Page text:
This time we interview Sarah Tasian, M.D., Attending Physician and Instructor in the Division of Oncology at the Children’s Hospital of Philadelphia. She is part of the Grupp lab and co-mentored by Martin Carroll, M.D. Her recent publications include her work studying STAT5 and PI3K/mTOR signaling in B-precursor acute lymphoblastic leukemia cells (ALL) and studying the effects of JAK and mTOR inhibition in B-precursor ALL mouse xenografts.

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What are you excited about in science? What is your scientific vision?
Sarah Tasian, M.D. Children's Hospital of Philadelphia
Sarah Tasian, M.D. – Children’s Hospital of Philadelphia
With modern genomic and proteomic technologies, we are truly embarking upon the era of personalized medicine!
My long-term career goal as a translational physician-scientist in pediatric oncology is to develop better therapies, improve cure rates, and minimize toxicities for children with high-risk leukemias. In the laboratory, I study perturbations of signal transduction networks in genetic subtypes of pediatric B-precursor acute lymphoblastic leukemia (ALL) and acute myeloid leukemia (AML) with the goal of identification of relevant targets for novel targeted therapies. I use specialized immunocompromised murine xenograft models of childhood ALL and AML for the preclinical testing of relevant signal transduction inhibitor (STIs) and of newer chimeric antigen receptor (CAR)-based T cell immunotherapy. I use phosphoflow cytometry to study signal transduction in primary patient leukemia samples and to measure molecular responses to STIs in vitro and in vivo. I am also involved in the testing of STIs in children with relapsed leukemias via Phase I clinical trials through the Children’s Oncology Group. Successful development of these laboratory and clinical research strategies will ultimately allow me to lead a translational research program in developmental therapeutics for children with clinically high-risk leukemias. More »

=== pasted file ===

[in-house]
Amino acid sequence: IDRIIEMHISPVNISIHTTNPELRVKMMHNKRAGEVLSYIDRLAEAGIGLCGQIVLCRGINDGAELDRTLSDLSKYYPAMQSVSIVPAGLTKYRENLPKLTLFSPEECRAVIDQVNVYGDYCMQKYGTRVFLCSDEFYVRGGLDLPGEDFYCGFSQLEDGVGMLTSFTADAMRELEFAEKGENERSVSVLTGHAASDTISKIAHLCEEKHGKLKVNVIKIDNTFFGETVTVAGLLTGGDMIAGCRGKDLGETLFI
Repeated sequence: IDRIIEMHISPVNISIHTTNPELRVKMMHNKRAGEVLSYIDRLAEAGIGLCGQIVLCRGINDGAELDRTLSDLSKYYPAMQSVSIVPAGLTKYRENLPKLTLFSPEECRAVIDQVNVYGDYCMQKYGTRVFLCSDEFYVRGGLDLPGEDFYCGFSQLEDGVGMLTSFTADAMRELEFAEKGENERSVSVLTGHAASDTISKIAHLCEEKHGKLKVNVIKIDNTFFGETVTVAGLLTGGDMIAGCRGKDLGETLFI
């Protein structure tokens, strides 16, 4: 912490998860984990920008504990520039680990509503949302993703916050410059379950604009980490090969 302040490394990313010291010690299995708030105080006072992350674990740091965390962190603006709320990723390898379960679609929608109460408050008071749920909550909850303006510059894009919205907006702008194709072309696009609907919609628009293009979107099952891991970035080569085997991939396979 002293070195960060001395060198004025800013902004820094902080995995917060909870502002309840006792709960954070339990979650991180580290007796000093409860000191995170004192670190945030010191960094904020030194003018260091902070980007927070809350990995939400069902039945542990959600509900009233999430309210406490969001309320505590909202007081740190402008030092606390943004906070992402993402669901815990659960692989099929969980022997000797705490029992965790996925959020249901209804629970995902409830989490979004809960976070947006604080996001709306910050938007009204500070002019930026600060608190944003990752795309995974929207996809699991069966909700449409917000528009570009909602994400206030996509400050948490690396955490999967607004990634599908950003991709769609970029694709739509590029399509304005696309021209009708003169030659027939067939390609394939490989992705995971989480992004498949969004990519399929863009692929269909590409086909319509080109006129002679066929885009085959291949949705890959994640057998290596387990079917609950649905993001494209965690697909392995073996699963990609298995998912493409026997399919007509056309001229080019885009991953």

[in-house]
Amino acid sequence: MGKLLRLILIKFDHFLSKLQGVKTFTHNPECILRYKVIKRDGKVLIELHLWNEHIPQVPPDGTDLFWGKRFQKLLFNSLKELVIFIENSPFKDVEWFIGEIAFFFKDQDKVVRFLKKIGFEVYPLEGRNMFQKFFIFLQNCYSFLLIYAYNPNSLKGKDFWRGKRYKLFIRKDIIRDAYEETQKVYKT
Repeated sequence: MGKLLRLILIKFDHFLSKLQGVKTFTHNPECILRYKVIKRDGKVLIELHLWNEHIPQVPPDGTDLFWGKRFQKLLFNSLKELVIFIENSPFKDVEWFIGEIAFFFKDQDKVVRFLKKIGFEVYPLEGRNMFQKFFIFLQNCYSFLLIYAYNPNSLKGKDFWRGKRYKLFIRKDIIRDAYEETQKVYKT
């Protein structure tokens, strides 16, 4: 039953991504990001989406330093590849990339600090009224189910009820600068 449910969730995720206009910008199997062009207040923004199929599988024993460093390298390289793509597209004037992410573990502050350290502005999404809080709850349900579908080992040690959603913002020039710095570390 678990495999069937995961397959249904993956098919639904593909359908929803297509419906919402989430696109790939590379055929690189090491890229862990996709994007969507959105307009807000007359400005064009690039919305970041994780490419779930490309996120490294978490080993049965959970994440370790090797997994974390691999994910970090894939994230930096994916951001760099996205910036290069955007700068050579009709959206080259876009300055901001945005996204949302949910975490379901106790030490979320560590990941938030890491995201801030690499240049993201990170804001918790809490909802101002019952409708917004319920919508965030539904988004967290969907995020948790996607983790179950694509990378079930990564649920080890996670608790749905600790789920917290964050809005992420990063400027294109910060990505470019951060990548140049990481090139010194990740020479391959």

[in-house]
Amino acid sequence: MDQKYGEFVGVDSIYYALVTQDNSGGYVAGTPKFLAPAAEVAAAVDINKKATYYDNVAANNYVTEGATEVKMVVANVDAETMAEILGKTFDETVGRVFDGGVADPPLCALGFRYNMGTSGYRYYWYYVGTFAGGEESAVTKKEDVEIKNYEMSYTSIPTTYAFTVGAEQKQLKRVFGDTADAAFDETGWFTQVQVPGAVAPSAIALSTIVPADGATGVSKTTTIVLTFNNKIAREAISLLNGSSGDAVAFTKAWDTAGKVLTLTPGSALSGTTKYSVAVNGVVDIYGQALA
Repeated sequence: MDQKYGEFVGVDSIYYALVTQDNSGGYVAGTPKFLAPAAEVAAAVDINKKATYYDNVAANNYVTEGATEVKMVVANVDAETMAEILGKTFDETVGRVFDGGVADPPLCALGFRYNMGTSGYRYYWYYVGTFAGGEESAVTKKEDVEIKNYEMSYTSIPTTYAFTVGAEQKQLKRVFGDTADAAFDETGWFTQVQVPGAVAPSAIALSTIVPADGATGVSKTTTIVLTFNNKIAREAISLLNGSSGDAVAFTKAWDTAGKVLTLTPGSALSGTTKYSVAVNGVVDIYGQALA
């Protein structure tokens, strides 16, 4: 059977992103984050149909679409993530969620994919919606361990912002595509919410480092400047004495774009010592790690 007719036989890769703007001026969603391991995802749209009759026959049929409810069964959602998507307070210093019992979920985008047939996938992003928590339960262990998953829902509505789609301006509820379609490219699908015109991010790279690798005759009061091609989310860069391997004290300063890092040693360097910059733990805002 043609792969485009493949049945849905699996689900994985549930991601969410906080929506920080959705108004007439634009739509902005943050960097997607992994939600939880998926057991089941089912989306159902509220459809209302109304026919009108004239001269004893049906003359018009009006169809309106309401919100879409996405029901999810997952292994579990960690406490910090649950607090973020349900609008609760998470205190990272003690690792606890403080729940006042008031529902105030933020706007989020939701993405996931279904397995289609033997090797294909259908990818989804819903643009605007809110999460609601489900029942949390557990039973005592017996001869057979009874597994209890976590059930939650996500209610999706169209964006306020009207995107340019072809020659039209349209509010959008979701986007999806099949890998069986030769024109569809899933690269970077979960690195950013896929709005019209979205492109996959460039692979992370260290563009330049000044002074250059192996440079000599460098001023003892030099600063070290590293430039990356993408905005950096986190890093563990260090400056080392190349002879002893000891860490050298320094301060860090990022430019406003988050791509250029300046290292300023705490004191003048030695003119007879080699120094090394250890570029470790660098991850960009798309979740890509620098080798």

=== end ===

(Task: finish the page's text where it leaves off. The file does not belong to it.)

November 30, 2012  |  User Stories

Cytobank User Stories: Bernd Bodenmiller, Ph.D.

Welcome to Cytobank User Stories, a series featuring interviews with Cytobank users on their research, scientific vision, and use of flow cytometry.

This time we interview Bernd Bodenmiller, Ph.D., Group Leader in Systems Biology at the Institute of Molecular Life Sciences at the University of Zurich. His recent publications include his work using mass cytometry to profile cellular states perturbed by small-molecule regulators, as well as his contributions towards developing a viability reagent for mass cytometry. Both of these datasets are publicly available via Cytobank:

Cytobank Report: Multiplexed mass cytometry profiling of cellular states perturbed by small-molecule regulators

Cytobank Report: A platinum-based covalent viability reagent for single cell mass cytometry

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What are you excited about in science? What is your scientific vision?

Bernd Bodenmiller, Ph.D.University of Zurich
Bernd Bodenmiller, Ph.D.
University of Zurich
Anything that broadens or changes our perspective on what we assumed so far as “truth”. E.g. for a long time we assumed that signaling pathways are linear. While this might be still true for some cases, novel omics measurement techniques that allow a global view on signaling events now illustrate that cellular signaling is highly complex and interwoven in networks. To broaden our view and understanding of biological systems, we
should strive to develop novel analysis technologies, as they have the power to trigger new research fields.

My vision? I would love to see non-invasive measurement technologies like in Star Trek to scan a person and allow us to determine a health profile within seconds. Sounds crazy, isn’t it? But when Star Trek the original series was aired the first time, everybody thought it was “science fiction” that Spock and colleagues used little devices that fit into their hands to talk to each over long distances and to retrieve information. Now nearly everyone has one of these…

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October 30, 2012  |  User Stories